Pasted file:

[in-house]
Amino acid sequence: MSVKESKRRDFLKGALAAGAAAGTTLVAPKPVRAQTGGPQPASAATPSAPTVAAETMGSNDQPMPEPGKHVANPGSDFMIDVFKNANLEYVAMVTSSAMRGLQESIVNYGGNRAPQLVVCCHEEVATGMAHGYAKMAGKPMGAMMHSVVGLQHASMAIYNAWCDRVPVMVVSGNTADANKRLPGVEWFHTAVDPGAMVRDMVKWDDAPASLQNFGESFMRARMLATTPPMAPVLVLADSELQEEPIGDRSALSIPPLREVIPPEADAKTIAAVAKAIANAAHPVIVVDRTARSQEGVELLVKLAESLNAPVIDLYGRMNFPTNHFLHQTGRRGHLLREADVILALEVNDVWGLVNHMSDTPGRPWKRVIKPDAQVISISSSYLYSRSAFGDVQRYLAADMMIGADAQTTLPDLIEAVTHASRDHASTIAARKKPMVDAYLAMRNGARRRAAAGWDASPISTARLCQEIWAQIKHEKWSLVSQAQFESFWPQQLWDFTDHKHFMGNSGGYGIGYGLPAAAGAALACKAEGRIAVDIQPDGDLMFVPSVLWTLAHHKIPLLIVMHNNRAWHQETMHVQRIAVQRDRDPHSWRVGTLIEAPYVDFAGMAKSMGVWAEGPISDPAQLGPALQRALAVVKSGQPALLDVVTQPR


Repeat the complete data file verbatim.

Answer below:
[in-house]
Amino acid sequence: MSVKESKRRDFLKGALAAGAAAGTTLVAPKPVRAQTGGPQPASAATPSAPTVAAETMGSNDQPMPEPGKHVANPGSDFMIDVFKNANLEYVAMVTSSAMRGLQESIVNYGGNRAPQLVVCCHEEVATGMAHGYAKMAGKPMGAMMHSVVGLQHASMAIYNAWCDRVPVMVVSGNTADANKRLPGVEWFHTAVDPGAMVRDMVKWDDAPASLQNFGESFMRARMLATTPPMAPVLVLADSELQEEPIGDRSALSIPPLREVIPPEADAKTIAAVAKAIANAAHPVIVVDRTARSQEGVELLVKLAESLNAPVIDLYGRMNFPTNHFLHQTGRRGHLLREADVILALEVNDVWGLVNHMSDTPGRPWKRVIKPDAQVISISSSYLYSRSAFGDVQRYLAADMMIGADAQTTLPDLIEAVTHASRDHASTIAARKKPMVDAYLAMRNGARRRAAAGWDASPISTARLCQEIWAQIKHEKWSLVSQAQFESFWPQQLWDFTDHKHFMGNSGGYGIGYGLPAAAGAALACKAEGRIAVDIQPDGDLMFVPSVLWTLAHHKIPLLIVMHNNRAWHQETMHVQRIAVQRDRDPHSWRVGTLIEAPYVDFAGMAKSMGVWAEGPISDPAQLGPALQRALAVVKSGQPALLDVVTQPR